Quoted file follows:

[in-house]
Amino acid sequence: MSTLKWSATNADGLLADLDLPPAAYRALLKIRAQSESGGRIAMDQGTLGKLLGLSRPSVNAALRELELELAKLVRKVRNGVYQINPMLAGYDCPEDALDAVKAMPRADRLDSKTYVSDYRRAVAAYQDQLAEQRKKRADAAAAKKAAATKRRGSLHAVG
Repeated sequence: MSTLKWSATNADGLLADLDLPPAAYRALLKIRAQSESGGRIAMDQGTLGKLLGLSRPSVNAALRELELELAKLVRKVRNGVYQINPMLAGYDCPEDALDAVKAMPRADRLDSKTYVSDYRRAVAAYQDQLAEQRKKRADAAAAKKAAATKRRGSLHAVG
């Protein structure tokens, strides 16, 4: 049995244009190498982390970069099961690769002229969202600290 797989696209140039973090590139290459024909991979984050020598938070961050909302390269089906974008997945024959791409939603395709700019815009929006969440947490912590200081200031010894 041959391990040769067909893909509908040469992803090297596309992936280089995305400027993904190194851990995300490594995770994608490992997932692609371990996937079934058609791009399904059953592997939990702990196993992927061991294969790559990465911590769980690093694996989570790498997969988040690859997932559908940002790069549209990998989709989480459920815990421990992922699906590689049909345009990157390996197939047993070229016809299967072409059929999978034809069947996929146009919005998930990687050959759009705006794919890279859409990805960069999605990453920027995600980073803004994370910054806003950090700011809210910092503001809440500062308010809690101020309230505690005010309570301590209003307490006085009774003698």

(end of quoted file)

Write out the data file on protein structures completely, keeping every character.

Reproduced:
[in-house]
Amino acid sequence: MSTLKWSATNADGLLADLDLPPAAYRALLKIRAQSESGGRIAMDQGTLGKLLGLSRPSVNAALRELELELAKLVRKVRNGVYQINPMLAGYDCPEDALDAVKAMPRADRLDSKTYVSDYRRAVAAYQDQLAEQRKKRADAAAAKKAAATKRRGSLHAVG
Repeated sequence: MSTLKWSATNADGLLADLDLPPAAYRALLKIRAQSESGGRIAMDQGTLGKLLGLSRPSVNAALRELELELAKLVRKVRNGVYQINPMLAGYDCPEDALDAVKAMPRADRLDSKTYVSDYRRAVAAYQDQLAEQRKKRADAAAAKKAAATKRRGSLHAVG
């Protein structure tokens, strides 16, 4: 049995244009190498982390970069099961690769002229969202600290 797989696209140039973090590139290459024909991979984050020598938070961050909302390269089906974008997945024959791409939603395709700019815009929006969440947490912590200081200031010894 041959391990040769067909893909509908040469992803090297596309992936280089995305400027993904190194851990995300490594995770994608490992997932692609371990996937079934058609791009399904059953592997939990702990196993992927061991294969790559990465911590769980690093694996989570790498997969988040690859997932559908940002790069549209990998989709989480459920815990421990992922699906590689049909345009990157390996197939047993070229016809299967072409059929999978034809069947996929146009919005998930990687050959759009705006794919890279859409990805960069999605990453920027995600980073803004994370910054806003950090700011809210910092503001809440500062308010809690101020309230505690005010309570301590209003307490006085009774003698």